Korle Bu Polyclinic gets cervical cancer screening equipment

BY: Salomey Appiah
Nurses who participated in the colposcopy course

Cervical cancer screening is expected to improve at the Korle Bu Polyclinic with the acquisition of colposcope equipment and training of colposcopists. The colposcope equipment provides an enlarged view of the cervix, allowing the colposcopist to visually distinguish normal from abnormal tissues.

Its main goal is to prevent cervical cancer by detecting pre-cancerous  lacerations early in order to treat them. The purchase of the portable equipment was facilitated by a Ghanaian based in the United Kingdom, Dr Theodora Pepera, a consultant obstetrician, gynaecologist and colposcopist and funded by the International Organisation on Migration (IOM).


Presenting the equipment, Dr Pepera said her focus for coming to Ghana was to build the capacity of colposcopists. However, she said she realised that there were virtually no colposcopists in the country so she decided to voluntarily train some doctors.

She said the colposcopy procedure was not replacing the pap smear routine of screening for cervical cancer but an advance form of screening for the disease.

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Cervical cancer, according to Dr Pepera, was the leading cause of cancer death among women in the world, hence the need to adopt easier, accessible and effective ways to detect the disease at its early stage to facilitate treatment.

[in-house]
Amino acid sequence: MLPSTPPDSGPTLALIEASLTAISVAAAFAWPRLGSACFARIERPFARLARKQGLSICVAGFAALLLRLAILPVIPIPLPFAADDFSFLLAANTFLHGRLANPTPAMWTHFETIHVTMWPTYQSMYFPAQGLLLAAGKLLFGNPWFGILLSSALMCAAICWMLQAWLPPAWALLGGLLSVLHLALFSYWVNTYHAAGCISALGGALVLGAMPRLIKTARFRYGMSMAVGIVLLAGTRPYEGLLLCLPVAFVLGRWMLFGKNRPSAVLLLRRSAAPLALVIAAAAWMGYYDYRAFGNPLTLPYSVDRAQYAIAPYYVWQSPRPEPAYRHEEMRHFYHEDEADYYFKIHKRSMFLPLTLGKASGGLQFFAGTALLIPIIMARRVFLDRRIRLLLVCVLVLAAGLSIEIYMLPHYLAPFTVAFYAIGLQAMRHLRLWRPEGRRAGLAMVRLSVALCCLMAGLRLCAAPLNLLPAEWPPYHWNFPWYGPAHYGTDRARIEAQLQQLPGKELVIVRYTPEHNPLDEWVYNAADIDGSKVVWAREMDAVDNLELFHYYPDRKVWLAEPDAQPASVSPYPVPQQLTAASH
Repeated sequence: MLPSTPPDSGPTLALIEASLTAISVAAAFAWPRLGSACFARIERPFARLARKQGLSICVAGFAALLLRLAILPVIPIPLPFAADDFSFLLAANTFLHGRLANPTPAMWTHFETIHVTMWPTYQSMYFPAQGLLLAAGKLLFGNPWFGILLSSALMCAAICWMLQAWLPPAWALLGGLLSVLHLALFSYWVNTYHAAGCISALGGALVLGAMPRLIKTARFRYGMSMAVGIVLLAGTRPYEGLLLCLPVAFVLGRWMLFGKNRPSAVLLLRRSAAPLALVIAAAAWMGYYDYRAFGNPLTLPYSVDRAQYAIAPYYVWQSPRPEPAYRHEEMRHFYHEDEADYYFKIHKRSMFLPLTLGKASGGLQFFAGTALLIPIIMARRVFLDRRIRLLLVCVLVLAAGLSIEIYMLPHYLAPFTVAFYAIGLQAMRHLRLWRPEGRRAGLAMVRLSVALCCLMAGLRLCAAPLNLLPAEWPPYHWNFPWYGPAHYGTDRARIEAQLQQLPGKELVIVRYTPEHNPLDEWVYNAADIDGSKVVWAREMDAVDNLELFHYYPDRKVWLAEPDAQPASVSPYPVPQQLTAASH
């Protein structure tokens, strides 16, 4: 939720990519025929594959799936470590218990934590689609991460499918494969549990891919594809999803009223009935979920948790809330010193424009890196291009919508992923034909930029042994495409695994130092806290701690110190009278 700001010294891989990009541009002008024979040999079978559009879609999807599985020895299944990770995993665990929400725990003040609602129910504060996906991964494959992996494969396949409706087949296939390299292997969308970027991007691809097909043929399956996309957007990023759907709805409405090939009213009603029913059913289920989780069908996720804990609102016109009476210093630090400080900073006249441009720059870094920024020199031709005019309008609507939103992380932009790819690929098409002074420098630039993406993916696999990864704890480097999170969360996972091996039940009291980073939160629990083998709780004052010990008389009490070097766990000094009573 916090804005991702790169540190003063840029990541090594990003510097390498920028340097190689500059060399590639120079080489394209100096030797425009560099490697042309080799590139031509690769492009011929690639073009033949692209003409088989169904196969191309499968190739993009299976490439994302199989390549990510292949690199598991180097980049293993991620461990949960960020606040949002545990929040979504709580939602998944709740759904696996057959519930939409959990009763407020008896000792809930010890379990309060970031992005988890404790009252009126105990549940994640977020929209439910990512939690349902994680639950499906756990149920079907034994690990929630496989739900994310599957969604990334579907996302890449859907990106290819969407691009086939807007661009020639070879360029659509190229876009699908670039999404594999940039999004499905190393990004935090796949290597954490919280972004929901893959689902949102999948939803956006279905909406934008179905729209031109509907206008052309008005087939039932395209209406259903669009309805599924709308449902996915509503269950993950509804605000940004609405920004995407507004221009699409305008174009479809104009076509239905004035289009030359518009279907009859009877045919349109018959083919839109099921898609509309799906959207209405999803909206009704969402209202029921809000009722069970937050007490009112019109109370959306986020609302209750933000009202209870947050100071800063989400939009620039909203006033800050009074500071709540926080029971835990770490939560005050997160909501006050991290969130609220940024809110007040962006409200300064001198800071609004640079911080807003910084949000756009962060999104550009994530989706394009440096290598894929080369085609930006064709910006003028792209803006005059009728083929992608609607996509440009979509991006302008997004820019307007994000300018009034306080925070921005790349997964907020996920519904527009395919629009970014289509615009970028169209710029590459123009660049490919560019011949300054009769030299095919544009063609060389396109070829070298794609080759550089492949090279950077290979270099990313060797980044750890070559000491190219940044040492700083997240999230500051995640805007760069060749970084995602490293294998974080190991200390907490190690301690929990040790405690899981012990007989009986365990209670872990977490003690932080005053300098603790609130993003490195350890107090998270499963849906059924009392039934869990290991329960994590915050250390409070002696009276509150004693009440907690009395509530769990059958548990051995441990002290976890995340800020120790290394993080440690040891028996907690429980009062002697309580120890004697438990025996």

Considering the fact that some people flew to  South Africa for the colposcopy test, she said the equipment and trained doctors at the Korle Bu Polyclinic would provide a preventive service to help improve the health of women.

Dr Pepera said it was important for women to be tested at least every three years for cervical cancer because the disease developed within a period of 10 years.

The Head of the Korle Bu Polyclinic, Dr David Nii Narh Nortey, said four doctors at the polyclinic and one nurse had been trained so far on the use of the colposcopy. The trained doctors and the nurse are yet to be certified as colposcopists.

He said even though a number of health facilities in the country had the colposcopy equipment they were unable to use them since there were no colposcopists to handle them.

The vision of the clinic, he said, was to ultimately become a colposcopy training centre for primary care providers in Ghana and to broaden the scope of services and enhance the development of special interest areas in primary clinical care.